Sunday 24 September 2017

Keeley Hawes blames flat screen TVs for mumblegate

By Katie Archer

Actors aren’t mumbling, you just need to adjust your set.

Actress Keeley Hawes has said she thinks TV sets are to blame for a spate of dramas in which viewers were not able to hear the dialogue.

BBC series Jamaica Inn, SS-GB and Happy Valley have all been the subject of audience complaints in recent years, with viewers claiming that lines were mumbled and inaudible.

But Keeley, who has starred in dramas The Missing and Line Of Duty for the broadcaster, reckons the problem is with people’s technology at home.

She told the Daily Mirror: “My take, and I think it has been established, is that there is a huge change in how we watch TV and what we watch it on.

“I know in my house we have a flat screen, as most people do, and we have a sound bar.

“We have a TV in another room without a sound bar and the sound is less good. I think that is part of the problem.”

Keeley, who is currently starring in ITV series The Durrells, said she always makes sure to enunciate properly.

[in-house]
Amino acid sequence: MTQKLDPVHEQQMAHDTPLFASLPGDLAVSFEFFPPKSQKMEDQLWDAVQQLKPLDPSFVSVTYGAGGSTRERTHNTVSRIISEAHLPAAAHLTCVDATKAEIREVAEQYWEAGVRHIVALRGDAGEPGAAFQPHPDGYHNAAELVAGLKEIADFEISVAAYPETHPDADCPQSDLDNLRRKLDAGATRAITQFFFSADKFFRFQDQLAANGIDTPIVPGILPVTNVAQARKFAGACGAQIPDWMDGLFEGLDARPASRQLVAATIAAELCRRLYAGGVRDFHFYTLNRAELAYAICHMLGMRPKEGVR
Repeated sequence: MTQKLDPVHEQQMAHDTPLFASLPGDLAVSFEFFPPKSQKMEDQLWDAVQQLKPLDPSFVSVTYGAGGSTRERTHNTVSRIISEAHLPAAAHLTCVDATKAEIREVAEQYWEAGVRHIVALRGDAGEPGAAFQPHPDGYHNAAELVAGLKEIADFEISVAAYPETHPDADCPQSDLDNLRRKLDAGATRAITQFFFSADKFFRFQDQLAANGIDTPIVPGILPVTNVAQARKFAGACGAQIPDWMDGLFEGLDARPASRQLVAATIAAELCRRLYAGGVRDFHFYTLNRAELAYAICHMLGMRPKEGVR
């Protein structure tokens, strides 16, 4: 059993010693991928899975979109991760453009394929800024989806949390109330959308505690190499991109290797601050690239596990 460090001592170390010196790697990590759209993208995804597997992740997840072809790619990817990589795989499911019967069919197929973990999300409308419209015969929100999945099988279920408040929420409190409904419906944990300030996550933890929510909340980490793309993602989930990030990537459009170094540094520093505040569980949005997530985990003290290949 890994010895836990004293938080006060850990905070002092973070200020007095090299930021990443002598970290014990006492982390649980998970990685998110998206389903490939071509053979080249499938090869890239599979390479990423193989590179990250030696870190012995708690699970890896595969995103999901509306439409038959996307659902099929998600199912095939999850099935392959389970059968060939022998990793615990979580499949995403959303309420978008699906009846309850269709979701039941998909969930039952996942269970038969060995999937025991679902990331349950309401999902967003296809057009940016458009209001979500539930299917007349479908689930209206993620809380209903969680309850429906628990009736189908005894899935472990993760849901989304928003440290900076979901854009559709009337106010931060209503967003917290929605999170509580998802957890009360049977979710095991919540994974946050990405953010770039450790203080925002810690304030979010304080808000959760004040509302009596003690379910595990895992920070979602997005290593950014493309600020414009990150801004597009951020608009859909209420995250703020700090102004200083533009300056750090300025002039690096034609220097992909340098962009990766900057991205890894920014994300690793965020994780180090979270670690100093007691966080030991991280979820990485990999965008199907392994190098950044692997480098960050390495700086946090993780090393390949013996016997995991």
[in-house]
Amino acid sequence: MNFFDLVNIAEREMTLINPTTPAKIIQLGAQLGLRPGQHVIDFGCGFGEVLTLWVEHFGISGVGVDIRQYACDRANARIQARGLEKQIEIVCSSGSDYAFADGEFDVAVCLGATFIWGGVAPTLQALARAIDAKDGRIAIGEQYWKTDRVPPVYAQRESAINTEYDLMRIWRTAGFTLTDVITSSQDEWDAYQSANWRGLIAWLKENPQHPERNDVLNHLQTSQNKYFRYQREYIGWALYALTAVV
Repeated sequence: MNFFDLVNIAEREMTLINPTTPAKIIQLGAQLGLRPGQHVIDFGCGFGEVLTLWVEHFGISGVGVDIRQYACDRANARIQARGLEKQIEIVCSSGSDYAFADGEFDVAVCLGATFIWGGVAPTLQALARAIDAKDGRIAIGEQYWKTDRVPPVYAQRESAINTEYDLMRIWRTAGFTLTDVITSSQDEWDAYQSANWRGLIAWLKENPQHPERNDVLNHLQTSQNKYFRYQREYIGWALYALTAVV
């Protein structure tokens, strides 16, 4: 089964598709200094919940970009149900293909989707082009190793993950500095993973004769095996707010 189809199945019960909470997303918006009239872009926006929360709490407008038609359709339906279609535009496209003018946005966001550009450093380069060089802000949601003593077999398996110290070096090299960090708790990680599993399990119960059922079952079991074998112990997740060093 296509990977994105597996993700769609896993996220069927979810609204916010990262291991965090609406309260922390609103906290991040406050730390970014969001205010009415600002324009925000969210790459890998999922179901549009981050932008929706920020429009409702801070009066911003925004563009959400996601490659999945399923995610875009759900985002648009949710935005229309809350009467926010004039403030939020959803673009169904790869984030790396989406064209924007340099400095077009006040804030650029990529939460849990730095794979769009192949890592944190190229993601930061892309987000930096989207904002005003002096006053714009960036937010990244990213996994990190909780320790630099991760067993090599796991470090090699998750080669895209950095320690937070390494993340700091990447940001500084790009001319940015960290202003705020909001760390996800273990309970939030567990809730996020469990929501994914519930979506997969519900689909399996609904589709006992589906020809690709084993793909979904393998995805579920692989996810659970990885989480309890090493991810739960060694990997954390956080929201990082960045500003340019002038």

She said: “I am aware that in any conversation in life, I need you to hear me. As long as you can hear each other, that is all you can do. If I can’t hear you, obviously no one is going to be able to.”

She went on: “There is a tonal thing. In something like The Missing, if you were talking about the abduction of a child you would lower your voice.

“You have a microphone there so you are lulled into a false sense of security thinking it will be picked up.”

After complaints about Happy Valley in 2016, executive producer Nicola Schindler offered similar reasoning to Keeley.

She told the Daily Mail: “I actually think a lot of it is people’s televisions, that they’re not tuned necessarily the right way.

“I don’t know whether it’s bass or tone, or whatever it is, but there is some of that going on.”

The mumbling problem has become so great that peers even discussed it at question time earlier this month.

Downton Abbey creator Julian Fellowes, also known as Lord Fellowes of West Stafford, told the Lords: “The fashion for mumbling dialogue in search of greater truth, because that’s what it’s all about, is simply that, a fashion.”

He added: “We had a lot of trouble with it in the 1950s and 60s and when it comes to an unfortunate fashion the Government has no proper role other than to hope it will soon pass.”

Culture, media and sport minister Lord Ashton of Hyde agreed the issue was about editorial policy under the director’s charge, adding: “One person’s mumbling is another person’s atmosphere.”

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